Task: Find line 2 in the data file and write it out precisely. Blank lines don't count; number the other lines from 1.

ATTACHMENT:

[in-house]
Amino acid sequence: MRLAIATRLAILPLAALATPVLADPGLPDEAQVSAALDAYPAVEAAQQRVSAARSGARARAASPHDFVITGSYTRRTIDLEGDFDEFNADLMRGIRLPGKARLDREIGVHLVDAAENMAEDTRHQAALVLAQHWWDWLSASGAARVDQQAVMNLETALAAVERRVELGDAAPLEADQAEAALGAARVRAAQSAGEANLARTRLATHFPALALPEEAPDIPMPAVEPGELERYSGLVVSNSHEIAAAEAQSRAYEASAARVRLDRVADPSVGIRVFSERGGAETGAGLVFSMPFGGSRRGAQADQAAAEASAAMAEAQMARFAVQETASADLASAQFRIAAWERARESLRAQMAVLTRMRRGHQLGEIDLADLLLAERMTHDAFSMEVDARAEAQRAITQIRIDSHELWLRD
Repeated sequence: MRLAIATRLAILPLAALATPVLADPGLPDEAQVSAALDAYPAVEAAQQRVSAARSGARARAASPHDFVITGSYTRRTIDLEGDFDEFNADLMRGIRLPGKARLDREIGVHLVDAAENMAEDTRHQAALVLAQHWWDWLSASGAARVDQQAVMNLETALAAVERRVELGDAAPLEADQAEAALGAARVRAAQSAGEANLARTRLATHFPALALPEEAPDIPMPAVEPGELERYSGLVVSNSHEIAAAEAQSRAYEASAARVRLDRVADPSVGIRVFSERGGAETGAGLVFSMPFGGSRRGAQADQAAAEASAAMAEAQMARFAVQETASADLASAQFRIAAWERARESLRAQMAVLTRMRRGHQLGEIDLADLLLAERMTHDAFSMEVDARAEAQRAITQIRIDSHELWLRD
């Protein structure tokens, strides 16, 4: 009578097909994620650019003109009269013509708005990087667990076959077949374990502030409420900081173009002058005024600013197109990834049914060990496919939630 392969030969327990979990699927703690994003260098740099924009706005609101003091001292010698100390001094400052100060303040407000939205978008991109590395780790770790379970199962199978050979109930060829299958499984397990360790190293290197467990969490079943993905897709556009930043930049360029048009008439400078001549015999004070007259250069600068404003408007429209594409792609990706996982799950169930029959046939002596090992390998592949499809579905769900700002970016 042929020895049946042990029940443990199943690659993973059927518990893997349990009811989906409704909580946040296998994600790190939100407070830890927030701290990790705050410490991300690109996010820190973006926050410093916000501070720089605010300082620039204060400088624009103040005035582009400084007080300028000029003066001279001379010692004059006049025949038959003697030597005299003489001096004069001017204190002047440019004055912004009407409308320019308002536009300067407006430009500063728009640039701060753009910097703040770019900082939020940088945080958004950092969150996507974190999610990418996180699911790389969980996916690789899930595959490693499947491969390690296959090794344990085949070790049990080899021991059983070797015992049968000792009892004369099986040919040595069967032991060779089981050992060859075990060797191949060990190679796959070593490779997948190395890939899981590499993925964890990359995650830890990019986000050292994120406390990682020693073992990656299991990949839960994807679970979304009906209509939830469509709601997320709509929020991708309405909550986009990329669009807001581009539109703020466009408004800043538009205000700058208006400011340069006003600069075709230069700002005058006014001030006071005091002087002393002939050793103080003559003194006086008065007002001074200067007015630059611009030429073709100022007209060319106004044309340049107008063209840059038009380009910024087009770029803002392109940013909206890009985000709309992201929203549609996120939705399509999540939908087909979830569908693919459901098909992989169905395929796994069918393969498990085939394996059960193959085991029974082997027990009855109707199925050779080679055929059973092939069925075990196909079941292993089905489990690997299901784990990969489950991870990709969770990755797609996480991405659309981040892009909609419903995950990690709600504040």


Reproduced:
Amino acid sequence: MRLAIATRLAILPLAALATPVLADPGLPDEAQVSAALDAYPAVEAAQQRVSAARSGARARAASPHDFVITGSYTRRTIDLEGDFDEFNADLMRGIRLPGKARLDREIGVHLVDAAENMAEDTRHQAALVLAQHWWDWLSASGAARVDQQAVMNLETALAAVERRVELGDAAPLEADQAEAALGAARVRAAQSAGEANLARTRLATHFPALALPEEAPDIPMPAVEPGELERYSGLVVSNSHEIAAAEAQSRAYEASAARVRLDRVADPSVGIRVFSERGGAETGAGLVFSMPFGGSRRGAQADQAAAEASAAMAEAQMARFAVQETASADLASAQFRIAAWERARESLRAQMAVLTRMRRGHQLGEIDLADLLLAERMTHDAFSMEVDARAEAQRAITQIRIDSHELWLRD